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Rain falls for a second day on parched California
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LOS ANGELES (AP) — A storm that saturated California for a second day Wednesday was just what the dry state needed, adding water to depleted reservoirs, quenching crops and even awakening picturesque waterfalls.
There was some flooding and evacuations in areas where hillsides were left barren by wildfires, but major damage was avoided despite some huge rainfall totals. One location, Yucaipa Ridge in the San Bernardino Mountains, received 8.38 inches of rain, the National Weather Service said.
Most other parts of the state received totals between 2 and 4 inches.
The storm dropped snow in mountains key to the state’s water supply, and it made signature waterfalls flow at Yosemite National Park, including the 2,425-foot Yosemite Falls that had slowed to a trickle by mid-July.
“With the precipitation, they are looking good. They are flowing nicely,” park spokeswoman Ashley Mayer said.
There were problems. The storm was the likely cause of a pair of sinkholes in San Francisco, including a 20-by-30 foot chasm in a residential neighborhood on the city’s west side.
And Sacramento’s rush-hour commute was disrupted by freeway flooding. The California Highway Patrol reported that roadway flooding blocked two of three lanes along Highway 51, known as Capital City Freeway, and affected lanes farther north along Interstate 80.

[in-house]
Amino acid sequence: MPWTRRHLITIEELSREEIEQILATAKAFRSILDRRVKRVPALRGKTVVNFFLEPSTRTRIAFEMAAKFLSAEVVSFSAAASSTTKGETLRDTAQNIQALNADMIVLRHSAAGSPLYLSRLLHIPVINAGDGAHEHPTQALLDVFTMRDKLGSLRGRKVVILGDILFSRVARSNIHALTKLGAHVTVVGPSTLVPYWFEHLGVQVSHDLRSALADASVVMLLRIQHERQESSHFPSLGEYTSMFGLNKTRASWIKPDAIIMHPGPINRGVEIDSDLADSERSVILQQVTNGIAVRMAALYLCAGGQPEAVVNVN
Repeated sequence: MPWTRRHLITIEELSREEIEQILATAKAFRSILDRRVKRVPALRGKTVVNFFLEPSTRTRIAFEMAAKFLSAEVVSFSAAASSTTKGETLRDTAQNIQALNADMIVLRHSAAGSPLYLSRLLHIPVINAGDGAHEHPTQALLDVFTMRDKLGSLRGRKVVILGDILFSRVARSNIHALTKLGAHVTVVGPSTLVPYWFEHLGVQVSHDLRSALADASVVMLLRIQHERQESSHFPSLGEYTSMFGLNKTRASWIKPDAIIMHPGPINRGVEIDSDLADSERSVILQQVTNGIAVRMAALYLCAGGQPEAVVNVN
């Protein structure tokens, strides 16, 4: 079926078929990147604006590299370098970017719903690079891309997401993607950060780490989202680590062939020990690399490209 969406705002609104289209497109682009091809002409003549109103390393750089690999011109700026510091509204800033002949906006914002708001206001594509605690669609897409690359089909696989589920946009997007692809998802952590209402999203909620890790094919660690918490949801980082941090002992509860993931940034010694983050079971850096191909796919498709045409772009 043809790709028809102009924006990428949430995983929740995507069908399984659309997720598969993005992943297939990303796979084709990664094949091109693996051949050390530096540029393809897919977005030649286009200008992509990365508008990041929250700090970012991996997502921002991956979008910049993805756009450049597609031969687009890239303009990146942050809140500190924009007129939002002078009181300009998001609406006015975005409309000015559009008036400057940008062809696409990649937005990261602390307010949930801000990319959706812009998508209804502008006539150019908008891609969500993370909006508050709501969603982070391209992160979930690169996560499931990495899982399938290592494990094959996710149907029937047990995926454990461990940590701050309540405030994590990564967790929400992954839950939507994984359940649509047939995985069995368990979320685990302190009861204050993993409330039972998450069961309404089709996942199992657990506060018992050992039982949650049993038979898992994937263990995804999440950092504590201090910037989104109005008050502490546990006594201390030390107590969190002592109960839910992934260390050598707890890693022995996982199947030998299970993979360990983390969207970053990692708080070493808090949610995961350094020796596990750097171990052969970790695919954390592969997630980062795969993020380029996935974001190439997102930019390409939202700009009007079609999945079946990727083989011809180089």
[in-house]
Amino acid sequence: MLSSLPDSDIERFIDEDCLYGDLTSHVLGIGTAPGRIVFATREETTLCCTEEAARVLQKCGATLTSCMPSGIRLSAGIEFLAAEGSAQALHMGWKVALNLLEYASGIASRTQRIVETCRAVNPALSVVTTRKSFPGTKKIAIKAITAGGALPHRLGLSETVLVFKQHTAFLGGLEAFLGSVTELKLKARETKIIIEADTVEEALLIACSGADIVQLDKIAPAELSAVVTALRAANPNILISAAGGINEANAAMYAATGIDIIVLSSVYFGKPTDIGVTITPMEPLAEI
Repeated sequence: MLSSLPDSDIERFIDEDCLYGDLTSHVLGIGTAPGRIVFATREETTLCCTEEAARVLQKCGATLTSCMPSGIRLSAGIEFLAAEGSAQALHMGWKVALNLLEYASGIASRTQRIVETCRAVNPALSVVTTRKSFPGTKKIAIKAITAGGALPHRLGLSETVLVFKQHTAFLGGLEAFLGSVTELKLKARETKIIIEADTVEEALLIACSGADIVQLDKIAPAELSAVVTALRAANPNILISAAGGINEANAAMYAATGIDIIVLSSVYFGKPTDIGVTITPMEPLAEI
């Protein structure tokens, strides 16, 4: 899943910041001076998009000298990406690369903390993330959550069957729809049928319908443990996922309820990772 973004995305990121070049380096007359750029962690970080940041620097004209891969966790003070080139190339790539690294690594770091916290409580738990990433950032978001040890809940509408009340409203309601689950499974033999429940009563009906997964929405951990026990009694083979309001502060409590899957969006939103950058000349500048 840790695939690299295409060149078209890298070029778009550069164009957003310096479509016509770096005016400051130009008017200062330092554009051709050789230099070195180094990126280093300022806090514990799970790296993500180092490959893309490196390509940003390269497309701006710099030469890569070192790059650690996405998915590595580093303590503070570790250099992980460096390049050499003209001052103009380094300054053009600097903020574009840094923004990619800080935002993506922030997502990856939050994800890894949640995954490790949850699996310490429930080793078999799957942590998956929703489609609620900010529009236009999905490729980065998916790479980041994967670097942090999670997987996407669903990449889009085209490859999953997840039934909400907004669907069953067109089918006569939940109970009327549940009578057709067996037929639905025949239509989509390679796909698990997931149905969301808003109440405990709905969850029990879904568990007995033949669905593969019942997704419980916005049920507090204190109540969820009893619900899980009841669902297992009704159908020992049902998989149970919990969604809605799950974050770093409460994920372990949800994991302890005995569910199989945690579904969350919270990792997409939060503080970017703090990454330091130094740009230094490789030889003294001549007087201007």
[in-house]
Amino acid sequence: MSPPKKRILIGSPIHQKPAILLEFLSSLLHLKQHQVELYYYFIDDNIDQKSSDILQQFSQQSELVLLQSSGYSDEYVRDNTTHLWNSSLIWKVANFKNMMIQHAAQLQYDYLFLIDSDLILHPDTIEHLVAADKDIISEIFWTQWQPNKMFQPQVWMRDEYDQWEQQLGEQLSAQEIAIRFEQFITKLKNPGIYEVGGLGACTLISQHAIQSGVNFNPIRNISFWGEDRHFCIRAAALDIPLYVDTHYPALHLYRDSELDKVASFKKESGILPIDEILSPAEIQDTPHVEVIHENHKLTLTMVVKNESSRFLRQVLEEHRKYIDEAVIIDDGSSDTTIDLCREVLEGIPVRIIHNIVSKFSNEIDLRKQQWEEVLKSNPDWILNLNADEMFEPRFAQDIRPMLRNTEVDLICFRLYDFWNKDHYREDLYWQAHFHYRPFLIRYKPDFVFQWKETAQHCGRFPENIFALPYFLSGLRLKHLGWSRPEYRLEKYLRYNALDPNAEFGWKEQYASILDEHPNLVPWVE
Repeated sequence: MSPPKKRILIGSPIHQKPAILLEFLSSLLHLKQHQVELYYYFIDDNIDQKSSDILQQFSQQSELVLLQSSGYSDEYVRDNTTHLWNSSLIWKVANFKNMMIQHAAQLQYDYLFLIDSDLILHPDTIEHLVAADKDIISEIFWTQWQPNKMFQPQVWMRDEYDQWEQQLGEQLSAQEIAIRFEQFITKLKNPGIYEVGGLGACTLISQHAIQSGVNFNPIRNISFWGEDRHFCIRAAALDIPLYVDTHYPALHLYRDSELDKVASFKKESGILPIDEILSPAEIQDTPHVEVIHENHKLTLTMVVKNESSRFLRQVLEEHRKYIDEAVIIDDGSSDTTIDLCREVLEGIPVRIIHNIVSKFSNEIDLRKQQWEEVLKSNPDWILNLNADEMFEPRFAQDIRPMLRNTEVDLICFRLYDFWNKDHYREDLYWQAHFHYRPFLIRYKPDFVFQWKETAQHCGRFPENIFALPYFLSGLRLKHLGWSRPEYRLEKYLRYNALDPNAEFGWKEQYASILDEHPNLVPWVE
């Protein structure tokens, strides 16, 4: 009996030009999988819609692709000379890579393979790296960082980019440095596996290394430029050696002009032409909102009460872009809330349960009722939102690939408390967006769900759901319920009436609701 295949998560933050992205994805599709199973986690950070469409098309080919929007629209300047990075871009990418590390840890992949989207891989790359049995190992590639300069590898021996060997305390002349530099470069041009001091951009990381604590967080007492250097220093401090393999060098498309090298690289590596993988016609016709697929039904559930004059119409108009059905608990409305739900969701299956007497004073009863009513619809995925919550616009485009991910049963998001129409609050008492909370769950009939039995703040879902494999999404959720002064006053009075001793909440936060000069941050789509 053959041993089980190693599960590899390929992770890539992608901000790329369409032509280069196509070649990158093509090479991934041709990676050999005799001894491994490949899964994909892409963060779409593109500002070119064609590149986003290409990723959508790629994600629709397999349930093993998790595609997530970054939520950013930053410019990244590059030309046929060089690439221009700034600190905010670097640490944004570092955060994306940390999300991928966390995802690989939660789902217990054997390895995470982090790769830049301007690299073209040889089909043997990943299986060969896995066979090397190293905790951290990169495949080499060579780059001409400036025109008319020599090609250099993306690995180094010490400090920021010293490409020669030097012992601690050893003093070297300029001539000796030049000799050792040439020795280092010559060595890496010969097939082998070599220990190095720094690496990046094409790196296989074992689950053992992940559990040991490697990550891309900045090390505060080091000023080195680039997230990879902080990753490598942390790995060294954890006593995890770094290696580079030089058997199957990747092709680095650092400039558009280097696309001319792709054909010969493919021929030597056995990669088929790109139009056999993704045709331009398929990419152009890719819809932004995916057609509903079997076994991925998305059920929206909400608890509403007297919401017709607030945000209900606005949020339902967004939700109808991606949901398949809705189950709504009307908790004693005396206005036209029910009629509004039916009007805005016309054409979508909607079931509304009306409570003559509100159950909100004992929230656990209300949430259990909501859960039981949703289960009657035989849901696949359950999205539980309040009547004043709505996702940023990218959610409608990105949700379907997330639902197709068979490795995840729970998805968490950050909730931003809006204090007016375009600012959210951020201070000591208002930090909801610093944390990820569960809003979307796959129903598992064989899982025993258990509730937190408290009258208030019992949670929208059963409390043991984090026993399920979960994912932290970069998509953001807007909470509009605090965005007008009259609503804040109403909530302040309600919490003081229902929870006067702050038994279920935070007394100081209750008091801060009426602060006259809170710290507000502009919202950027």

On Tuesday, gushing water and muddy debris poured from hillsides about 50 miles northwest of Los Angeles, forcing the evacuation of about 75 homes in Camarillo Springs for much of the day.
When the order was lifted, authorities urged people to stay away voluntarily. No major damage was reported.
In Orange County, about 60 homes in rural Silverado Canyon remained under a voluntary evacuation notice. The area burned over the summer and has been the site of previous mudslides.
In the San Francisco Bay Area, the rain expected to last through Thursday brought the region close to or beyond normal annual rainfall totals for the first time in years.
Just before the storm arrived, the Sierra Nevada snowpack — which counts for most of the state’s water supply — was at just 24 percent of normal for this time of year. But snow was building rapidly with reports of 10 inches of snowfall at elevations of 8,000 feet.
That good news was tempered by a stark reality: California needs many more such storms to pull itself out of a three-year drought.